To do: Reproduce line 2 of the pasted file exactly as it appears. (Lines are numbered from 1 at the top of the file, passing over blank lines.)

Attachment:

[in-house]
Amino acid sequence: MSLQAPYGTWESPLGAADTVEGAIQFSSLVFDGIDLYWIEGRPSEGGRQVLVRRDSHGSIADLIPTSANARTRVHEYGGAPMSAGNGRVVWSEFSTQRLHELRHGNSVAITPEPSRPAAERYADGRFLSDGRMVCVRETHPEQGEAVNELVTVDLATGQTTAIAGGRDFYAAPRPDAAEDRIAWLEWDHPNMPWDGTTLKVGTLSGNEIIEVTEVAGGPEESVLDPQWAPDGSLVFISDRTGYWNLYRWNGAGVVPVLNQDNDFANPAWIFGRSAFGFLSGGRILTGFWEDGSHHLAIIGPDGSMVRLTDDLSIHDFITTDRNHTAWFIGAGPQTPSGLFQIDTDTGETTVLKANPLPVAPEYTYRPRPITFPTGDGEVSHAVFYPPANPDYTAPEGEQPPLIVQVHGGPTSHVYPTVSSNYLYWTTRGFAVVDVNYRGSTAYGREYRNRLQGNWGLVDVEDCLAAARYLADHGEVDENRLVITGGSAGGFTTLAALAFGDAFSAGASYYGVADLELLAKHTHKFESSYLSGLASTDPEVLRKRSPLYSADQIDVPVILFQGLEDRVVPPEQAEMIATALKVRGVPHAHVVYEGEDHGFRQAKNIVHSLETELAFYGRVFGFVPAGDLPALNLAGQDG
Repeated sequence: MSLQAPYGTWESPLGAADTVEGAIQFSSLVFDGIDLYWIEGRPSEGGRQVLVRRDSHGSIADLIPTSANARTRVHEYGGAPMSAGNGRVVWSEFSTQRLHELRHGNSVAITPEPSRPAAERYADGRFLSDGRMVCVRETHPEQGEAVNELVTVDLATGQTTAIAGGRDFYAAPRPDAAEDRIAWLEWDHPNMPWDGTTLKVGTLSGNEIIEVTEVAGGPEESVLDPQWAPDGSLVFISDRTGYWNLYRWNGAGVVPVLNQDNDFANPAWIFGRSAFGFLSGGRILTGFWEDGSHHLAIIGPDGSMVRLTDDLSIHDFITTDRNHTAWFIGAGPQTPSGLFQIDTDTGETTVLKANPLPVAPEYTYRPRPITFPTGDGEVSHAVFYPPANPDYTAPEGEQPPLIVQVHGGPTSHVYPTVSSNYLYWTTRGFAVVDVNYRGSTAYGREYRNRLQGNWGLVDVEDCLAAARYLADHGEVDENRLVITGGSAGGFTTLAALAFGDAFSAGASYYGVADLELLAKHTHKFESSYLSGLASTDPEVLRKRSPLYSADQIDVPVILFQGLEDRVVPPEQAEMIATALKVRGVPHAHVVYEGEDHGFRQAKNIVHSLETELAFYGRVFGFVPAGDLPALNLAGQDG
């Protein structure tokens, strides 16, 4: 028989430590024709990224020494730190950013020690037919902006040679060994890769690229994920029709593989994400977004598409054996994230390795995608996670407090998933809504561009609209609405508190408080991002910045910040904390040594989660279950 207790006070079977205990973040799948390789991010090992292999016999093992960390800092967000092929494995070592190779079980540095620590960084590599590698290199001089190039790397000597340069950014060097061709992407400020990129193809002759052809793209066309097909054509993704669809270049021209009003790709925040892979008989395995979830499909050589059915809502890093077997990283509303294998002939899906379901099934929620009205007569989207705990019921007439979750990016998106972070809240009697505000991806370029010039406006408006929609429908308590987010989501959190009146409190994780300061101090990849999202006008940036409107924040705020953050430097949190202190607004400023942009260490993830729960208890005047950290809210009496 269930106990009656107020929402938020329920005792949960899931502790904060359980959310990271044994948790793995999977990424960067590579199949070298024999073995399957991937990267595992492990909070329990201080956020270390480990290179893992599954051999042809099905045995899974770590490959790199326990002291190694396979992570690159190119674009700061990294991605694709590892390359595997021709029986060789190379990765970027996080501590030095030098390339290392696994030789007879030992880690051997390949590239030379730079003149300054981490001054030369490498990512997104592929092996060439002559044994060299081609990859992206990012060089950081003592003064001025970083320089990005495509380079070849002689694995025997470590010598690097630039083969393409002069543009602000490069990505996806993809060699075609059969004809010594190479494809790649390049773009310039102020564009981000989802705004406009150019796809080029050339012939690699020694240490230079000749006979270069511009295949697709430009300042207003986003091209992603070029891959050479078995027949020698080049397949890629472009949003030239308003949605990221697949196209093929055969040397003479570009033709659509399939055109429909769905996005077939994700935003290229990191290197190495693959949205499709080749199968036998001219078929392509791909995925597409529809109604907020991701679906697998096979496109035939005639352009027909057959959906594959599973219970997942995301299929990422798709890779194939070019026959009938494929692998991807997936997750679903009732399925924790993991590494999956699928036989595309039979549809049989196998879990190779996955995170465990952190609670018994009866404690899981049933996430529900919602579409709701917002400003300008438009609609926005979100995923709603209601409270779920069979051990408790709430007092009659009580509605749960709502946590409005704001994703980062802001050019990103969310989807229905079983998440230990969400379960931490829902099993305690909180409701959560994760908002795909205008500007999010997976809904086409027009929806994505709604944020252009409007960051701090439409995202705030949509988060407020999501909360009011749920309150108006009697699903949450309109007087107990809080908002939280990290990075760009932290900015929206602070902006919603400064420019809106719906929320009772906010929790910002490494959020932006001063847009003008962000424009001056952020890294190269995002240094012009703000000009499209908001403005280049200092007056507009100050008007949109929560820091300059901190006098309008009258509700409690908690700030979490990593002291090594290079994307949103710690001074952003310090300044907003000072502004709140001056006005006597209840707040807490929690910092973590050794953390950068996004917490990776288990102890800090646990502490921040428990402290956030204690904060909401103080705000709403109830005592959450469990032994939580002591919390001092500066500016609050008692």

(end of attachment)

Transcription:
Amino acid sequence: MSLQAPYGTWESPLGAADTVEGAIQFSSLVFDGIDLYWIEGRPSEGGRQVLVRRDSHGSIADLIPTSANARTRVHEYGGAPMSAGNGRVVWSEFSTQRLHELRHGNSVAITPEPSRPAAERYADGRFLSDGRMVCVRETHPEQGEAVNELVTVDLATGQTTAIAGGRDFYAAPRPDAAEDRIAWLEWDHPNMPWDGTTLKVGTLSGNEIIEVTEVAGGPEESVLDPQWAPDGSLVFISDRTGYWNLYRWNGAGVVPVLNQDNDFANPAWIFGRSAFGFLSGGRILTGFWEDGSHHLAIIGPDGSMVRLTDDLSIHDFITTDRNHTAWFIGAGPQTPSGLFQIDTDTGETTVLKANPLPVAPEYTYRPRPITFPTGDGEVSHAVFYPPANPDYTAPEGEQPPLIVQVHGGPTSHVYPTVSSNYLYWTTRGFAVVDVNYRGSTAYGREYRNRLQGNWGLVDVEDCLAAARYLADHGEVDENRLVITGGSAGGFTTLAALAFGDAFSAGASYYGVADLELLAKHTHKFESSYLSGLASTDPEVLRKRSPLYSADQIDVPVILFQGLEDRVVPPEQAEMIATALKVRGVPHAHVVYEGEDHGFRQAKNIVHSLETELAFYGRVFGFVPAGDLPALNLAGQDG